German treasure hunters have begun drilling near the Czech border in search of priceless loot hidden by the Nazis. Information about the goods came from a man whose father was a former Luftwaffe radio operator.
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This week, a team of diggers began drilling into hillsides near the small town of Deutschneudorf, 200 kilometers (124 miles) south of the capital Berlin, near the Czech border.
The group is headed by Heinz-Peter Haustein, the local mayor, who suspects that crates of gold and silver are stored in an underground cavern.
Haustein said the search could reveal parts of the fabled Amber Room -- carved panels of golden resin backed with gold leaf and mirrors -- which the Nazis snatched from Russia in 1941.
But rather than striking gold, the diggers hit a vein of water that shot out of one of the 10-meter-deep (33-feet) cavities.
Still, the mayor is optimistic.
"Don't worry, we'll find something," he told DPA news agency, adding that the excavation work could take three or four days.
Should the drilling reveal a hidden chamber, the team plans to snake a camera down the tunnel to help search for the loot.
Information from Luftwaffe operator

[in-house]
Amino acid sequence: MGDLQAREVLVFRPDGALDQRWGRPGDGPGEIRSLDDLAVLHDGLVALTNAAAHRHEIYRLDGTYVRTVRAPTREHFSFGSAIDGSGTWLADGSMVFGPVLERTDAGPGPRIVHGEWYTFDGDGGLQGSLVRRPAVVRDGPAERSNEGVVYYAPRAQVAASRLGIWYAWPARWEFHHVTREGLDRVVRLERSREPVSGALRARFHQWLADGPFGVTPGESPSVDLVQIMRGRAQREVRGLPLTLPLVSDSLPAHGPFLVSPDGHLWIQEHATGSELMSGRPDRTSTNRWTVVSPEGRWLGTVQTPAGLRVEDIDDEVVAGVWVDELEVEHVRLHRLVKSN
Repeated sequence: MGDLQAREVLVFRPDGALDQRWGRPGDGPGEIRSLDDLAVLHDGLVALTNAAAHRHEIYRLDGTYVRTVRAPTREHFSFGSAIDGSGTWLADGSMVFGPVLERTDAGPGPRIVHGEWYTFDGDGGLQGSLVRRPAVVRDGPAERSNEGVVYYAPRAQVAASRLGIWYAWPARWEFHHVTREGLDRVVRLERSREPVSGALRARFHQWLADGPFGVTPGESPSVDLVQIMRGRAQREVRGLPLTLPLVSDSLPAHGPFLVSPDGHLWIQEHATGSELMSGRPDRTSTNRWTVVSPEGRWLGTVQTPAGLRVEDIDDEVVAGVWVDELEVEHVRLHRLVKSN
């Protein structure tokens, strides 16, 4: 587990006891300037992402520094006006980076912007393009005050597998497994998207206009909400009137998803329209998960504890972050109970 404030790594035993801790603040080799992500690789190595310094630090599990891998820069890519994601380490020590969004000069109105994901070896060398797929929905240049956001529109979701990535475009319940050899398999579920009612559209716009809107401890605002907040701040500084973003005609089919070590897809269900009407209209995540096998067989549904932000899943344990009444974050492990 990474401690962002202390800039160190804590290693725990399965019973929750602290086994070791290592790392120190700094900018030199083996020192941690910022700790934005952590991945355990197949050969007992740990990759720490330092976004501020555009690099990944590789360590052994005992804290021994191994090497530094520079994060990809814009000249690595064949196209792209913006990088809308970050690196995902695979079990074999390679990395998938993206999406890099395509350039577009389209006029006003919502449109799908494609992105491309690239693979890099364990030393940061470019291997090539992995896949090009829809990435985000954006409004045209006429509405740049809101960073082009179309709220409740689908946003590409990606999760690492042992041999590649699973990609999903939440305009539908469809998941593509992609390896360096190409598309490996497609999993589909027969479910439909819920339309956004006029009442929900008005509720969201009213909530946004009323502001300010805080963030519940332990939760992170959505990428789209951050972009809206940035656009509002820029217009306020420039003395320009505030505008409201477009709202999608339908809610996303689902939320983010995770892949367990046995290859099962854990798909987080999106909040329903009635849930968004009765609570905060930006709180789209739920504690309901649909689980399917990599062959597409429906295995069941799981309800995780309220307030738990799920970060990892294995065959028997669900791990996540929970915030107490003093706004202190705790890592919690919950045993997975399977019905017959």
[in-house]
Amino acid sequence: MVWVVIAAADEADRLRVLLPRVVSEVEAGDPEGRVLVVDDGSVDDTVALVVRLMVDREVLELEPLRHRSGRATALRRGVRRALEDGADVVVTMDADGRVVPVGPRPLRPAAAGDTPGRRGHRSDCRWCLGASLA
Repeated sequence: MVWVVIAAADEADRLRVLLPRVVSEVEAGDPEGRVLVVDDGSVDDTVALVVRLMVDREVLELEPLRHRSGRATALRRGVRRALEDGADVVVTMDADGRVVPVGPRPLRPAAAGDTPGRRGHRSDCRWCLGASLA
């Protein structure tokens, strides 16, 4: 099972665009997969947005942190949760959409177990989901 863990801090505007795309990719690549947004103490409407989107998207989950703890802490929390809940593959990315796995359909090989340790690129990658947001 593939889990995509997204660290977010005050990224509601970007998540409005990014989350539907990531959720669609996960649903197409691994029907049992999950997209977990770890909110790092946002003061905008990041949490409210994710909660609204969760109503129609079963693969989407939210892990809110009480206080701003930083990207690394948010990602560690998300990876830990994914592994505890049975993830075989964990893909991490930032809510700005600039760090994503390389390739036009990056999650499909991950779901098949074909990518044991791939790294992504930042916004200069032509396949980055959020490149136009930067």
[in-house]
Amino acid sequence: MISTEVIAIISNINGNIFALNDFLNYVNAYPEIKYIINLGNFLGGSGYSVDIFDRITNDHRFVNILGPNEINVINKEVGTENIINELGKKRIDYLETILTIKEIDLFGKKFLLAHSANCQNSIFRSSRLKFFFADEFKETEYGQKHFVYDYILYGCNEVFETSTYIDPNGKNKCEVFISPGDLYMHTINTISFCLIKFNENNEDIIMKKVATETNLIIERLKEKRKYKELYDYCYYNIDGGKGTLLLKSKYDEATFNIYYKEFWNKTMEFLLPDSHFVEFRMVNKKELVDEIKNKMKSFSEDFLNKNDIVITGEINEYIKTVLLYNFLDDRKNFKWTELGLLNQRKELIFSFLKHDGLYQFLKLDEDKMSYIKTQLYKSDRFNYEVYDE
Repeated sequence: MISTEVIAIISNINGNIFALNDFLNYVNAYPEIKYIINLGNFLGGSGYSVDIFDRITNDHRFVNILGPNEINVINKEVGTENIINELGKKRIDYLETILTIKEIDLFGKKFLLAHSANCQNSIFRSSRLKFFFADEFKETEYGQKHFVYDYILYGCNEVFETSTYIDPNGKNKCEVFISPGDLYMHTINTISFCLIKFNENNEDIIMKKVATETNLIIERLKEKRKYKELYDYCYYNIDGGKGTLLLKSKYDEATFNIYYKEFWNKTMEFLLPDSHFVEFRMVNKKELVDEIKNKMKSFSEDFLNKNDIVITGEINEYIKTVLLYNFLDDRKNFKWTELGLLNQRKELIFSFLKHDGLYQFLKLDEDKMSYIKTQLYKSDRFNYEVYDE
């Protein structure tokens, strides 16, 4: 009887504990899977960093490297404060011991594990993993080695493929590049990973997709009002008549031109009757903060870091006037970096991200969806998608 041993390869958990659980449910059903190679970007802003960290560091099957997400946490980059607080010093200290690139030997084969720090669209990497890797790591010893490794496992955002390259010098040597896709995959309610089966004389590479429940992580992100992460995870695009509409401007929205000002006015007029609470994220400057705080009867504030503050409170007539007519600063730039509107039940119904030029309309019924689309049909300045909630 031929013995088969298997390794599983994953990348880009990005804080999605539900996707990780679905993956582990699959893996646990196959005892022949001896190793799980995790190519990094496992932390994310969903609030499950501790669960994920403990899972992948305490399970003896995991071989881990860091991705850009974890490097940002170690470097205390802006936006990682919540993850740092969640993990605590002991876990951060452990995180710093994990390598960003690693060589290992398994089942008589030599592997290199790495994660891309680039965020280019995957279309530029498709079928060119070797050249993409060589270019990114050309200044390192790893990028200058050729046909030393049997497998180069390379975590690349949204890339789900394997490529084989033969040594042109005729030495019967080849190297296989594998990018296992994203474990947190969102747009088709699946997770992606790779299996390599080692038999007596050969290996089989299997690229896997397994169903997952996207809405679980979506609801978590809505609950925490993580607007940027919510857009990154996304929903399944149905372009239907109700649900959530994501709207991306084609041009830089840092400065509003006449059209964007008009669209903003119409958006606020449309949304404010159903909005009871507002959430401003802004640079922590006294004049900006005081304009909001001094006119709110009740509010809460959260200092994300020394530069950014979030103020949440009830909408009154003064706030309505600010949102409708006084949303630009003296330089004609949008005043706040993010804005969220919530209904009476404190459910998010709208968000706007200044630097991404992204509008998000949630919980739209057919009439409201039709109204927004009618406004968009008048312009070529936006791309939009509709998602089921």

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Haustein said he received a tip-off about the site from a northern German man, who said he had family connections to someone who knew where the Nazis hid their treasures.
Last week, Christian Hanisch said he used coordinates he had found in the possessions of his deceased father, who was a former Luftwaffe radio operator, to locate the cache below the ground.
Hanisch said that initial tests showed that the area contained a large quantity of metal.
"I am sure that there is gold or silver down there," he said.
The site is one of around 100 different locations where parts of the Amber Room have been suspected over the past decades.
Frederick I of Prussia commissioned the original Amber Room as a gift to Russian Tsar Peter the Great in 1716.
It adorned Catherine Palace near St. Petersburg until the Nazis seized it two years into World War II. It was disassembled and transported in crates to a castle near what is now the Russian city of Kaliningrad. It has been missing ever since.
Russia saw the inauguration of a reconstructed Amber Room in Catherine Palace in 2003.